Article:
Though by far both Kanban and Scrum are two faces of the same coin -- work management and strategy implementation – there is a very thin line that separates the one from the other. Both Scrum and Kanban help in breaking down and completing large complex tasks quite efficiently.
Both methodologies involve a continual improvement in great detail and optimization of work and processes and share the same workflow that keeps all team members in the loop and what has been completed and what more needs to be done.
Scrum Vs Kanban: Explaining Scrum Framework & Kanban Flow in Detail
All organizations are required to follow a certain workflow to execute and deliver projects. Unless you adapt to a strategy, the teams will collide, and the project will falter. This is particularly true for companies working in software application domain, where teams often go under pressure directly or indirectly from every layer of hierarchy to deliver the project on time. Hence, a variety of frameworks are used to address the challenges. However, the one that is popularly used is Scrum workflow.
Scrum Framework: Scrum is a workflow framework that is used for developing, delivering, and sustaining complex products, with primary focus is on software development. The framework is also used in other fields including research, sales, marketing and advanced technologies. To understand the Scrum workflow, it is important to understand its fundamentals that are:
- To simplify complexity in work, the key information related to Scrum artifacts are made transparent to stakeholders during product development.
- Separate roles are created to perform a given task efficiently
- There are scrum meets to discuss things like collaboration and opportunities for adaptation and monitoring in next levels.
Kanban Framework: Kanban is a Japanese terminology for billboard. The method or technique was first used by industrial engineer Taiichi Ohno to improve the efficiency at Toyota. The Kanban system not only makes sure a lean manufacturing, but also controls the supply chain.
What is Scrum Methodology?
In scrum methodology, the primary objective is to satisfy the customer needs applying teamwork and transparency in communication. Factors that drive the scrum process involve collective team responsibility and continuous work progress. A general overview of things is crucial before building or elaborating on the list of characteristics that are required for product backlog. This ensures the owner is receiving what they want.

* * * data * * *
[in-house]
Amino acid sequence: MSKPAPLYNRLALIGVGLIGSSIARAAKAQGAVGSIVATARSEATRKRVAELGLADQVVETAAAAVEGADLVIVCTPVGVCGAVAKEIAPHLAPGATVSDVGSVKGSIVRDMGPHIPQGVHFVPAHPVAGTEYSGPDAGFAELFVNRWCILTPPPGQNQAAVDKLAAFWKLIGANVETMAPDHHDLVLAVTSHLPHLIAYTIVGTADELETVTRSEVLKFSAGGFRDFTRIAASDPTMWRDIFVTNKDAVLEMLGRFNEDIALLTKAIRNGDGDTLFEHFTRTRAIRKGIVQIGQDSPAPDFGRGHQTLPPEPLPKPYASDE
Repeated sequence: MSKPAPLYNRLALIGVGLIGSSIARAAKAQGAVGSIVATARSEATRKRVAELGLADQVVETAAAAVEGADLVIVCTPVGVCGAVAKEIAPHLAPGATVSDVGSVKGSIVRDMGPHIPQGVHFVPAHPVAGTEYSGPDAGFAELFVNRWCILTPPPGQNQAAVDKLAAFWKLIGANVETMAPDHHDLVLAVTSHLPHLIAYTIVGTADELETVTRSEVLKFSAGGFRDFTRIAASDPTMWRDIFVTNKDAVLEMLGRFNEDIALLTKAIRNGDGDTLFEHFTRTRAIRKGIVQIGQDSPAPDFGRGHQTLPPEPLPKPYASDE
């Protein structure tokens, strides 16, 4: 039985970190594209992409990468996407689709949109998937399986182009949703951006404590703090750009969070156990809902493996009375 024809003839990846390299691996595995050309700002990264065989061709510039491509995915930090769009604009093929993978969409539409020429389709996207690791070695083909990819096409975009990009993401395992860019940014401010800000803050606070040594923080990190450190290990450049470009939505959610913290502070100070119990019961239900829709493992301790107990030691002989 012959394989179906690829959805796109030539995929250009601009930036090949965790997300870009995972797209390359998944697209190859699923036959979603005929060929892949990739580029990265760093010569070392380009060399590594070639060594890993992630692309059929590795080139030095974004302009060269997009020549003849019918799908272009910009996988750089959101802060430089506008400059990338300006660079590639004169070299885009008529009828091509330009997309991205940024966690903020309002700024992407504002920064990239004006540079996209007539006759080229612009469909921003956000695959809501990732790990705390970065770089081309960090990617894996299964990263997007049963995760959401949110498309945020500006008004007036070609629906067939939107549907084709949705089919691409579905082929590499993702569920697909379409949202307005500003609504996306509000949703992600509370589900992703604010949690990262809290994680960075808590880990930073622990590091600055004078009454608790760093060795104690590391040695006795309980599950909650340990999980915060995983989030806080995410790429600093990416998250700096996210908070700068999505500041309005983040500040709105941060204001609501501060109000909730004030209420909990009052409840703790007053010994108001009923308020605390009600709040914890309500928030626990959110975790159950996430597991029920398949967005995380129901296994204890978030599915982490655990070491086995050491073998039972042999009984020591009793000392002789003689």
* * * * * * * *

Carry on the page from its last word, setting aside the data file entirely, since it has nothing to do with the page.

Being an agile development methodology, scrum is useful in developing iterative based software. Scrum methodology or scrum framework involves a planning meeting at the initial stage. The team members discuss their commitments and how many items they can manage at a given time.
Further, they create a sprint backlog that contains a complete list of tasks that needs to be carried out during the sprint process. The team also focuses on relatively small features such as a new idea or testing of existing functionality. Scrum team members and agile scrum master are punctual and attend meetings regularly where each member shares the progress so far and the next target.
After the complete sprint review, new functionalities are demonstrated that can be useful for the next sprint. And that’s how the team gets a chance to reflect on their previous scrum sprint and to improve the next one.
Pros & Cons of Scrum Processes
Since it’s an elaborate method, like any other process it has some advantages and some disadvantages that we are mentioning below here:
- Throughout visibility at all stages of a process
- Can be easily modified as per client's requirements
- Development can be changed at any stage
- Easy to rectify mistakes
- Motivated team
- Regular meetings to resolve issues
- Continuous feedback from the team is welcomed
- Absence of a motivating scrum master can deter the project plan
- Group of experienced people is a must to make happen client-required changes quickly.
- Suitable for small teams as continuous meetings is an integral part of this methodology.
- Sometimes there is a great pressure on the teams to meet the deadlines.
- Finding the right candidate in scrum can be difficult as the team has to be self-organized.
Who is the Scrum Master?
As the name suggests, the agile Scrum Master has many responsibilities such as supporting and promoting Scrum by explaining computational representational understanding of mind (CRUM) theory to everyone involved in the project.
Position of Scrum master is not only limited to coaching the team, a scrum master also encourages the members to create quality products. They can modify things in scrum framework for better output and efficiency. In short, they are the facilitator for the team that encourages the team to follow rules and manage processes without being stressed. This is also the key difference in Scrum vs Kanban.
What is Kanban Methodology?
Kanban is an agile methodology that evolves the way companies plan, develop, test and release software without being necessarily iterative. The process of Kanban allows software development in one large development cycle.